[EDITORIALS]Respect Assembly’s voteThe bill introducing an independent counsel to investigate the alleged corruption of some of President Roh’s close aides has passed with an overwhelming majority in the National Assembly, but the Ministry of Justice and the prosecution have threatened to come up with a way to nullify it. The ministry has hinted that it will ask the president to veto it, while the prosecution is carefully exploring the possibility of appealing the decision through the ministry to the Constitutional Court.
We don’t think the prosecution is right to oppose it. The National Assembly’s right to introduce a new bill has to be respected, and the approval of any bill by two-thirds of the lawmakers should be viewed as a decision of the people.
Prosecutors argue that an independent counsel would not only limit the probe but would take away the investigatory powers of the prosecutors now on the case. Though there are grounds for such an argument, under the separation of powers, the National Assembly’s decision should still be accepted.
We know that, unlike in the past, the prosecution has won the people’s trust through some big cases in the past couple of months. Nevertheless, these investigations have turned up very little, and so the prosecution bears some responsibility for creating the need for an independent counsel. Initially, when President Roh was first briefed on his secretary Choi Do-sul’s alleged corruption, he said he was shocked. But what was thought to be a major case has turned out to be minor, and nothing of importance has been found in the two-month investigation of Yang Gil-seung, another Blue House secretary.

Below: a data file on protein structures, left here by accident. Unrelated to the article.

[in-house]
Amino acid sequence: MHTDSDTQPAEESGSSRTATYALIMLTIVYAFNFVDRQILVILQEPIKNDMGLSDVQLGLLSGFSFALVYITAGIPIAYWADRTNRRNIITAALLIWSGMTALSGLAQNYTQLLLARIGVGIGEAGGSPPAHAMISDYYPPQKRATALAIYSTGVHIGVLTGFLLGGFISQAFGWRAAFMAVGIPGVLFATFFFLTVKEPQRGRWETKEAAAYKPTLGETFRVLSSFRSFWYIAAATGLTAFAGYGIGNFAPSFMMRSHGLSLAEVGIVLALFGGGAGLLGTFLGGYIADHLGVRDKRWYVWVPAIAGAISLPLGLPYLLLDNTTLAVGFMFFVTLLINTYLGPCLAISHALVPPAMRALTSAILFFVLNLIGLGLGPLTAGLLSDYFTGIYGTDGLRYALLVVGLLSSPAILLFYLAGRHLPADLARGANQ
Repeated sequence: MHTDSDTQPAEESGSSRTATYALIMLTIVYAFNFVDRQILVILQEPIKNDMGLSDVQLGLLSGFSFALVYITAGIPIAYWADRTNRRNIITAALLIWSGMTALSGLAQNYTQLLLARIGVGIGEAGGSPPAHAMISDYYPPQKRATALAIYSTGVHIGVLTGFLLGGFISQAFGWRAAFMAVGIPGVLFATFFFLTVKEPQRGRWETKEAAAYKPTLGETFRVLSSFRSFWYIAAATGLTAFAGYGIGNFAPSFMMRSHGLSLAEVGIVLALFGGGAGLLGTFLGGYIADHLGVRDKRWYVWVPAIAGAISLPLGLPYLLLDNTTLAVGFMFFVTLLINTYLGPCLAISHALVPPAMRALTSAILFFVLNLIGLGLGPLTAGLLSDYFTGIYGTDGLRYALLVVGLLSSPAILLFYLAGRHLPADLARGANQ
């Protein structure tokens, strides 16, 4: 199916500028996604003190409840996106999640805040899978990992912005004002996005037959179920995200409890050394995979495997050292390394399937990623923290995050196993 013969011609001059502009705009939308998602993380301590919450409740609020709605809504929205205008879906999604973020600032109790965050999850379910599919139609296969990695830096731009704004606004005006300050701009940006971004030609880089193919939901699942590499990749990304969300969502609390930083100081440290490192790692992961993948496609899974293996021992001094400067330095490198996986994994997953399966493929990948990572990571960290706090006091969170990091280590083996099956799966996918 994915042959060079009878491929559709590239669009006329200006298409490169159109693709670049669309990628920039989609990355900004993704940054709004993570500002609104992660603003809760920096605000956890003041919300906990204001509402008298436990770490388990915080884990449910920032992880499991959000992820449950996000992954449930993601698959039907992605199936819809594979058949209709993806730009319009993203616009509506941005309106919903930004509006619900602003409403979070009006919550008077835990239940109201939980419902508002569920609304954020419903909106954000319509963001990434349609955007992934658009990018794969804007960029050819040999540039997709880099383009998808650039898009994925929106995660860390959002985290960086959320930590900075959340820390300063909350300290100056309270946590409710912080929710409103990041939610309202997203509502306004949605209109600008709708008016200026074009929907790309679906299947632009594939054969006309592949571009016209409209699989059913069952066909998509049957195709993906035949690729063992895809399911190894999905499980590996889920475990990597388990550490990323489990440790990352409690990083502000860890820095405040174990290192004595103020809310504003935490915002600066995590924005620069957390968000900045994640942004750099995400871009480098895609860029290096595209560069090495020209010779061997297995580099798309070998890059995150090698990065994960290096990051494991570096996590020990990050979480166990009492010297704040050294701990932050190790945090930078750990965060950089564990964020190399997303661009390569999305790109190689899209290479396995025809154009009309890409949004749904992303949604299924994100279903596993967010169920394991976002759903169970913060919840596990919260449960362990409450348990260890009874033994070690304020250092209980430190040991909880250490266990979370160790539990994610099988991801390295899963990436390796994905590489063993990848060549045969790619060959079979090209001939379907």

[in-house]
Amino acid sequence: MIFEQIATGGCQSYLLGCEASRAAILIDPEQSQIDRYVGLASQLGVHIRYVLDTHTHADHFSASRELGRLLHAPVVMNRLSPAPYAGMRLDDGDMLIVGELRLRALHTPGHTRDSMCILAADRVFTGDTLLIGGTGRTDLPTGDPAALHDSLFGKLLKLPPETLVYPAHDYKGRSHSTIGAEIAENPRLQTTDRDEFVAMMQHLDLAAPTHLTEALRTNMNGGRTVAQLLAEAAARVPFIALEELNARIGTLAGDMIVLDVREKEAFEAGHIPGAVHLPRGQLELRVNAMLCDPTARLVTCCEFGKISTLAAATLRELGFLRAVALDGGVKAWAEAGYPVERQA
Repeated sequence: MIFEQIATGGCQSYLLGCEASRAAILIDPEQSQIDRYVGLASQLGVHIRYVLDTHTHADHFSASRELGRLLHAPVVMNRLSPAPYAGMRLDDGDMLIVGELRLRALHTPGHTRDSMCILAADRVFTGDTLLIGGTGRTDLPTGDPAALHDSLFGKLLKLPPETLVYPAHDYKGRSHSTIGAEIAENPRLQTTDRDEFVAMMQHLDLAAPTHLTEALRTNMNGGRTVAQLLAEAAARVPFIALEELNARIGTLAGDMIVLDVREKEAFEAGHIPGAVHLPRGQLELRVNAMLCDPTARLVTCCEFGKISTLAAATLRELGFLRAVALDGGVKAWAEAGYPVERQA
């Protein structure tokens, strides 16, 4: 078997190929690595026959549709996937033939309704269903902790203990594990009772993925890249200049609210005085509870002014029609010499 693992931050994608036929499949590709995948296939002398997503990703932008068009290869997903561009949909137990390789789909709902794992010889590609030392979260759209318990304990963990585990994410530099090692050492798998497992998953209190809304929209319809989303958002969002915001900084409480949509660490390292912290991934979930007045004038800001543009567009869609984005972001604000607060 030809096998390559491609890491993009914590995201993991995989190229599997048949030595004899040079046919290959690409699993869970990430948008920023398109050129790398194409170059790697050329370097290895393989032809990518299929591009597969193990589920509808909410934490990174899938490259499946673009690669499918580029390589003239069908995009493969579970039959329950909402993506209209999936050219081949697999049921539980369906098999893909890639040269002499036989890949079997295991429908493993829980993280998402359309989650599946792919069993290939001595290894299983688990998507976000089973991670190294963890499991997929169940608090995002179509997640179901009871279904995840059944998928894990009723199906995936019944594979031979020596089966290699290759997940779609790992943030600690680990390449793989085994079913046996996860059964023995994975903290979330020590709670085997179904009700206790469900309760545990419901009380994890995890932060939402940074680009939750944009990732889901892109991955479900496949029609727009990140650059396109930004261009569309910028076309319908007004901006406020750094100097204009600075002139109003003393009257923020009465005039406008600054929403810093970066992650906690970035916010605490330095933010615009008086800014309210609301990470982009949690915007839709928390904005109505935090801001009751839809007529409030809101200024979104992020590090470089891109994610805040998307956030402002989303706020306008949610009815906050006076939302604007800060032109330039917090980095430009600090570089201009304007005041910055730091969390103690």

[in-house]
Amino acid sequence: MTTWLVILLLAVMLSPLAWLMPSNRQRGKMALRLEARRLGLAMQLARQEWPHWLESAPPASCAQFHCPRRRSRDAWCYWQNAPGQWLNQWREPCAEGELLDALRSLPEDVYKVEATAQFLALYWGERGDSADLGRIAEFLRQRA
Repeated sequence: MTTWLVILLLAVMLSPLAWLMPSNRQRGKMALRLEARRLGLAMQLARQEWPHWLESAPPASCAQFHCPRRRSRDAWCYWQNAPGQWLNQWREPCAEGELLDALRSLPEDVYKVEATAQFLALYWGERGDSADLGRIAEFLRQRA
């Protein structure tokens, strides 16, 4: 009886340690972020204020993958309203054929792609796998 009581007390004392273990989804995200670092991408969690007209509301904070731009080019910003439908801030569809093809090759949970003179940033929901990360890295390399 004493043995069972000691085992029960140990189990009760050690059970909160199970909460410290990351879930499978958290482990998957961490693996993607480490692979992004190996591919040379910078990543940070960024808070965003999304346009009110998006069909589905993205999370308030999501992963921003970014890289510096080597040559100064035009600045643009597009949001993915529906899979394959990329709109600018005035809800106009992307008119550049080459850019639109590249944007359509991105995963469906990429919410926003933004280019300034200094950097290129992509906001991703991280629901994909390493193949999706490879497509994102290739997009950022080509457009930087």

If the prosecution investigates the president’s close aides, citizens might not trust the results, because the president has the right to name key positions in the ministry and prosecution. An independent counsel could remove the appearance of a conflict of interest that stems from such technical issues. We sincerely hope the prosecution does not squander the hard-won trust through arrogance. By accepting the National Assembly’s vote, the prosecution will gain more credibility.
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